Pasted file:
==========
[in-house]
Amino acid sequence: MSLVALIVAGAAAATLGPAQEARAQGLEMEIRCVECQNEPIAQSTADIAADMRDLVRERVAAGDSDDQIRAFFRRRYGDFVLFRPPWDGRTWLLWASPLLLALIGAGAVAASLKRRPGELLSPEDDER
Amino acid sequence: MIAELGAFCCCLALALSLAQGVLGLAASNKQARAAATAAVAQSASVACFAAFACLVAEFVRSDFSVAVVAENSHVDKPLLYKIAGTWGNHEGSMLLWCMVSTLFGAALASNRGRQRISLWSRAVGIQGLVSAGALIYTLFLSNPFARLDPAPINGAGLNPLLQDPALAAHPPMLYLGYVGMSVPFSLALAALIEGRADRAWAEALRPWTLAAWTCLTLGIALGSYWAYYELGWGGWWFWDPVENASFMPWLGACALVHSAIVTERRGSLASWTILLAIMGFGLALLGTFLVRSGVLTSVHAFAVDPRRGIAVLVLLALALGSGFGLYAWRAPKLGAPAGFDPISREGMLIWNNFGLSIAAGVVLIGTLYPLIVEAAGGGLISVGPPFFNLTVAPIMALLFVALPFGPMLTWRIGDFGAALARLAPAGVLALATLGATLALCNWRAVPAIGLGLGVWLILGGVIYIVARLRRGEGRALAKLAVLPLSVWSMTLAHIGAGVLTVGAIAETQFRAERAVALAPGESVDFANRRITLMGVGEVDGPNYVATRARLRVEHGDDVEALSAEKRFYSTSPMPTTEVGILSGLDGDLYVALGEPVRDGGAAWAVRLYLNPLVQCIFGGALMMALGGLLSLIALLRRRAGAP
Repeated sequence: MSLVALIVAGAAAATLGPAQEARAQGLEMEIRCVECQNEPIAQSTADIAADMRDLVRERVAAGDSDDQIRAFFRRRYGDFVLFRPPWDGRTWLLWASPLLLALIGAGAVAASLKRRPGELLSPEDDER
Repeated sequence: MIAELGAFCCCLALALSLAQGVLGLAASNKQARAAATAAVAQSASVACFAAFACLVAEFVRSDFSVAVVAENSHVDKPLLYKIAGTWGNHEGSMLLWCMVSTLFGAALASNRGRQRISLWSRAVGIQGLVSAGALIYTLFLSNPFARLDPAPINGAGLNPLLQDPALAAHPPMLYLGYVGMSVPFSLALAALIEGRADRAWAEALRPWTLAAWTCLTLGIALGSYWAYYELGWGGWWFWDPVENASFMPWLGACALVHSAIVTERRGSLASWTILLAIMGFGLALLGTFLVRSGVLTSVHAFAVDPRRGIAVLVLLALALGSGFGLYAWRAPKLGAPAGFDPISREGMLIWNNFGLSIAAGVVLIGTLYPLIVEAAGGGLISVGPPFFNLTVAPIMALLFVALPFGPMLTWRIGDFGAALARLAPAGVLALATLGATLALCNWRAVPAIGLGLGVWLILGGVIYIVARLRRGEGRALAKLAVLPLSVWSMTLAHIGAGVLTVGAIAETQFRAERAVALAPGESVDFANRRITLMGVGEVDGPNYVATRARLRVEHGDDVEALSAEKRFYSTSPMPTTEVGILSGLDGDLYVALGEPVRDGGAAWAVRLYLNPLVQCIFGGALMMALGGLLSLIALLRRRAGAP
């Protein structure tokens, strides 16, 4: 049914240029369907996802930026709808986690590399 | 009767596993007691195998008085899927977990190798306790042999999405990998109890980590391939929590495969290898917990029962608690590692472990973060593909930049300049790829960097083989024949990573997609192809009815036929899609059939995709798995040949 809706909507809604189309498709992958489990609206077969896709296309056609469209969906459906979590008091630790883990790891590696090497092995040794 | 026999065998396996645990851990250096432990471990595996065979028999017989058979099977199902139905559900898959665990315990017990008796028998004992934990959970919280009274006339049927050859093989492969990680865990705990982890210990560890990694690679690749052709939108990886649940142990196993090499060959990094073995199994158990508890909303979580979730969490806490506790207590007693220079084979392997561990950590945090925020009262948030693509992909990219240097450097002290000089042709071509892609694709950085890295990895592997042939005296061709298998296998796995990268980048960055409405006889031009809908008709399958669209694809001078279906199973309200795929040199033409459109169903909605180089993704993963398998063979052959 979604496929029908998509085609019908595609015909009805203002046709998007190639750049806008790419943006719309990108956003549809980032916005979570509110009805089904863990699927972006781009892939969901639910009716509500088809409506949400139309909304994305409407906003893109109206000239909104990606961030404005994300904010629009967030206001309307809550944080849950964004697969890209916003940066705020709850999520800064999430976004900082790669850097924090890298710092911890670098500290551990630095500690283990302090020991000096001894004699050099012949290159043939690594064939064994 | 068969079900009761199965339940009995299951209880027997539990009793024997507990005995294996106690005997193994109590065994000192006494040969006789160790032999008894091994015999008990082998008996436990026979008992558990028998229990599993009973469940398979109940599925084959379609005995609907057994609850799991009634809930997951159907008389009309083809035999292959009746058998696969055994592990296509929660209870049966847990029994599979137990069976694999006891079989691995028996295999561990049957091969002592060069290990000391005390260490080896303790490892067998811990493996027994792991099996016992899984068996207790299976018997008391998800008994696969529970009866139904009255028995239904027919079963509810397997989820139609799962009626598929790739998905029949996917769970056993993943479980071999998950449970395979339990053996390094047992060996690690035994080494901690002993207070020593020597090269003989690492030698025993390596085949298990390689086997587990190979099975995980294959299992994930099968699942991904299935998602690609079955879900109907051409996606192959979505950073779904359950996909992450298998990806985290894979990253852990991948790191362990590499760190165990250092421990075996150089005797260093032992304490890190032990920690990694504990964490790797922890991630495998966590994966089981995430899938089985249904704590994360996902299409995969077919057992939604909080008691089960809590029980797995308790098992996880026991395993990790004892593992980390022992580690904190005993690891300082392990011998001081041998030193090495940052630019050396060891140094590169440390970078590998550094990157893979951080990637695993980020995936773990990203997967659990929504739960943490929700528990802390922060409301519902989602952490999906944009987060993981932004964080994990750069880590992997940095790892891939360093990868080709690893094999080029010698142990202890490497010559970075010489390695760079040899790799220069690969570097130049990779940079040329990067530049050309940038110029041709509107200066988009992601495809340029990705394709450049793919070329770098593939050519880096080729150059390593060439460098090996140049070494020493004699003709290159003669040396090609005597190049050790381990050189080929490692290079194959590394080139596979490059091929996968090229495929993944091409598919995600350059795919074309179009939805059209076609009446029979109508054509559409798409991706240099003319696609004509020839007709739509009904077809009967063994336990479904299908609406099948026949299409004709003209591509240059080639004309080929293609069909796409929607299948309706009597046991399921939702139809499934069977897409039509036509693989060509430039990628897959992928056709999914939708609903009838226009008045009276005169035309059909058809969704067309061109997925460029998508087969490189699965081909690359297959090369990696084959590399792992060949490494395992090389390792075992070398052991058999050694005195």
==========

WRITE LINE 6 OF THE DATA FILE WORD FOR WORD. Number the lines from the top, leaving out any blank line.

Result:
């Protein structure tokens, strides 16, 4: 049914240029369907996802930026709808986690590399 | 009767596993007691195998008085899927977990190798306790042999999405990998109890980590391939929590495969290898917990029962608690590692472990973060593909930049300049790829960097083989024949990573997609192809009815036929899609059939995709798995040949 809706909507809604189309498709992958489990609206077969896709296309056609469209969906459906979590008091630790883990790891590696090497092995040794 | 026999065998396996645990851990250096432990471990595996065979028999017989058979099977199902139905559900898959665990315990017990008796028998004992934990959970919280009274006339049927050859093989492969990680865990705990982890210990560890990694690679690749052709939108990886649940142990196993090499060959990094073995199994158990508890909303979580979730969490806490506790207590007693220079084979392997561990950590945090925020009262948030693509992909990219240097450097002290000089042709071509892609694709950085890295990895592997042939005296061709298998296998796995990268980048960055409405006889031009809908008709399958669209694809001078279906199973309200795929040199033409459109169903909605180089993704993963398998063979052959 979604496929029908998509085609019908595609015909009805203002046709998007190639750049806008790419943006719309990108956003549809980032916005979570509110009805089904863990699927972006781009892939969901639910009716509500088809409506949400139309909304994305409407906003893109109206000239909104990606961030404005994300904010629009967030206001309307809550944080849950964004697969890209916003940066705020709850999520800064999430976004900082790669850097924090890298710092911890670098500290551990630095500690283990302090020991000096001894004699050099012949290159043939690594064939064994 | 068969079900009761199965339940009995299951209880027997539990009793024997507990005995294996106690005997193994109590065994000192006494040969006789160790032999008894091994015999008990082998008996436990026979008992558990028998229990599993009973469940398979109940599925084959379609005995609907057994609850799991009634809930997951159907008389009309083809035999292959009746058998696969055994592990296509929660209870049966847990029994599979137990069976694999006891079989691995028996295999561990049957091969002592060069290990000391005390260490080896303790490892067998811990493996027994792991099996016992899984068996207790299976018997008391998800008994696969529970009866139904009255028995239904027919079963509810397997989820139609799962009626598929790739998905029949996917769970056993993943479980071999998950449970395979339990053996390094047992060996690690035994080494901690002993207070020593020597090269003989690492030698025993390596085949298990390689086997587990190979099975995980294959299992994930099968699942991904299935998602690609079955879900109907051409996606192959979505950073779904359950996909992450298998990806985290894979990253852990991948790191362990590499760190165990250092421990075996150089005797260093032992304490890190032990920690990694504990964490790797922890991630495998966590994966089981995430899938089985249904704590994360996902299409995969077919057992939604909080008691089960809590029980797995308790098992996880026991395993990790004892593992980390022992580690904190005993690891300082392990011998001081041998030193090495940052630019050396060891140094590169440390970078590998550094990157893979951080990637695993980020995936773990990203997967659990929504739960943490929700528990802390922060409301519902989602952490999906944009987060993981932004964080994990750069880590992997940095790892891939360093990868080709690893094999080029010698142990202890490497010559970075010489390695760079040899790799220069690969570097130049990779940079040329990067530049050309940038110029041709509107200066988009992601495809340029990705394709450049793919070329770098593939050519880096080729150059390593060439460098090996140049070494020493004699003709290159003669040396090609005597190049050790381990050189080929490692290079194959590394080139596979490059091929996968090229495929993944091409598919995600350059795919074309179009939805059209076609009446029979109508054509559409798409991706240099003319696609004509020839007709739509009904077809009967063994336990479904299908609406099948026949299409004709003209591509240059080639004309080929293609069909796409929607299948309706009597046991399921939702139809499934069977897409039509036509693989060509430039990628897959992928056709999914939708609903009838226009008045009276005169035309059909058809969704067309061109997925460029998508087969490189699965081909690359297959090369990696084959590399792992060949490494395992090389390792075992070398052991058999050694005195």